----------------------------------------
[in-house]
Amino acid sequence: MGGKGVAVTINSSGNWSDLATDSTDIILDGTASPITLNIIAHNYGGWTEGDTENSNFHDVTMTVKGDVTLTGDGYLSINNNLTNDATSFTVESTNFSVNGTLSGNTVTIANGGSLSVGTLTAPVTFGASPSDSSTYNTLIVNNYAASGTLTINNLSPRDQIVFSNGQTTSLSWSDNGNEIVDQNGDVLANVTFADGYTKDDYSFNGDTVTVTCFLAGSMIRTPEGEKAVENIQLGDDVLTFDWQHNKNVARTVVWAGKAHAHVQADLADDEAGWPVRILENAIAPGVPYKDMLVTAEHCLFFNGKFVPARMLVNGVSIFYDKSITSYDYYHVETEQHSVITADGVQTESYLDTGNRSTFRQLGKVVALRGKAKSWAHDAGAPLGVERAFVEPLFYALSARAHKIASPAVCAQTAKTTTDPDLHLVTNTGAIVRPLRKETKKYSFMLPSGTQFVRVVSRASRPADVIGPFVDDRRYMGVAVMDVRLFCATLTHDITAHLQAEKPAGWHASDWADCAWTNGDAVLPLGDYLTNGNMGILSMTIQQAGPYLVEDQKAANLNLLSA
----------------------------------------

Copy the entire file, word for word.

[in-house]
Amino acid sequence: MGGKGVAVTINSSGNWSDLATDSTDIILDGTASPITLNIIAHNYGGWTEGDTENSNFHDVTMTVKGDVTLTGDGYLSINNNLTNDATSFTVESTNFSVNGTLSGNTVTIANGGSLSVGTLTAPVTFGASPSDSSTYNTLIVNNYAASGTLTINNLSPRDQIVFSNGQTTSLSWSDNGNEIVDQNGDVLANVTFADGYTKDDYSFNGDTVTVTCFLAGSMIRTPEGEKAVENIQLGDDVLTFDWQHNKNVARTVVWAGKAHAHVQADLADDEAGWPVRILENAIAPGVPYKDMLVTAEHCLFFNGKFVPARMLVNGVSIFYDKSITSYDYYHVETEQHSVITADGVQTESYLDTGNRSTFRQLGKVVALRGKAKSWAHDAGAPLGVERAFVEPLFYALSARAHKIASPAVCAQTAKTTTDPDLHLVTNTGAIVRPLRKETKKYSFMLPSGTQFVRVVSRASRPADVIGPFVDDRRYMGVAVMDVRLFCATLTHDITAHLQAEKPAGWHASDWADCAWTNGDAVLPLGDYLTNGNMGILSMTIQQAGPYLVEDQKAANLNLLSA